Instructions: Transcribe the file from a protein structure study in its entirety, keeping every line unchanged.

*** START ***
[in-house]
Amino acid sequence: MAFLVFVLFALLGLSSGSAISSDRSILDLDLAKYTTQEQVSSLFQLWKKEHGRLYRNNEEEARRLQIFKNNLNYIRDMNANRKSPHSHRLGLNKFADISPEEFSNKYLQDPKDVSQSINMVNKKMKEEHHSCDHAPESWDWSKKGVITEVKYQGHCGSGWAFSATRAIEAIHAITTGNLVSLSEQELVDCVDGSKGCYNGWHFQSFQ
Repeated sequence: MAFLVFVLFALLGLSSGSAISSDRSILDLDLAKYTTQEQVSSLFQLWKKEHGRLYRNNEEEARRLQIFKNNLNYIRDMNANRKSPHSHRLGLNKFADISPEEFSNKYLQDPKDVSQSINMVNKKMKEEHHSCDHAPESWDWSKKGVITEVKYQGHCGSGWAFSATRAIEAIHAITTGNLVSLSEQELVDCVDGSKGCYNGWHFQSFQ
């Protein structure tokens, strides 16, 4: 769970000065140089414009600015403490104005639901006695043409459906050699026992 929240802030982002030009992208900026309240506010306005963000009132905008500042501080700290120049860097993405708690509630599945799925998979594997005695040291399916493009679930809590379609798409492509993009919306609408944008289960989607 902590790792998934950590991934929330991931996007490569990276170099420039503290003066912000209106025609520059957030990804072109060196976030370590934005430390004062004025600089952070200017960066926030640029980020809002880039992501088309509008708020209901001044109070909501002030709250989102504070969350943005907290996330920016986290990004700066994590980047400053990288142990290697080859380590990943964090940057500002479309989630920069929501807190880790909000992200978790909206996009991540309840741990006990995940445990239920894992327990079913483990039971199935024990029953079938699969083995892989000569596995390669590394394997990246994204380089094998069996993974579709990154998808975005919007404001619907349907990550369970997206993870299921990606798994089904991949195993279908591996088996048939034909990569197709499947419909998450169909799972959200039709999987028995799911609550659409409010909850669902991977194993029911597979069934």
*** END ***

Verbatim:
[in-house]
Amino acid sequence: MAFLVFVLFALLGLSSGSAISSDRSILDLDLAKYTTQEQVSSLFQLWKKEHGRLYRNNEEEARRLQIFKNNLNYIRDMNANRKSPHSHRLGLNKFADISPEEFSNKYLQDPKDVSQSINMVNKKMKEEHHSCDHAPESWDWSKKGVITEVKYQGHCGSGWAFSATRAIEAIHAITTGNLVSLSEQELVDCVDGSKGCYNGWHFQSFQ
Repeated sequence: MAFLVFVLFALLGLSSGSAISSDRSILDLDLAKYTTQEQVSSLFQLWKKEHGRLYRNNEEEARRLQIFKNNLNYIRDMNANRKSPHSHRLGLNKFADISPEEFSNKYLQDPKDVSQSINMVNKKMKEEHHSCDHAPESWDWSKKGVITEVKYQGHCGSGWAFSATRAIEAIHAITTGNLVSLSEQELVDCVDGSKGCYNGWHFQSFQ
């Protein structure tokens, strides 16, 4: 769970000065140089414009600015403490104005639901006695043409459906050699026992 929240802030982002030009992208900026309240506010306005963000009132905008500042501080700290120049860097993405708690509630599945799925998979594997005695040291399916493009679930809590379609798409492509993009919306609408944008289960989607 902590790792998934950590991934929330991931996007490569990276170099420039503290003066912000209106025609520059957030990804072109060196976030370590934005430390004062004025600089952070200017960066926030640029980020809002880039992501088309509008708020209901001044109070909501002030709250989102504070969350943005907290996330920016986290990004700066994590980047400053990288142990290697080859380590990943964090940057500002479309989630920069929501807190880790909000992200978790909206996009991540309840741990006990995940445990239920894992327990079913483990039971199935024990029953079938699969083995892989000569596995390669590394394997990246994204380089094998069996993974579709990154998808975005919007404001619907349907990550369970997206993870299921990606798994089904991949195993279908591996088996048939034909990569197709499947419909998450169909799972959200039709999987028995799911609550659409409010909850669902991977194993029911597979069934």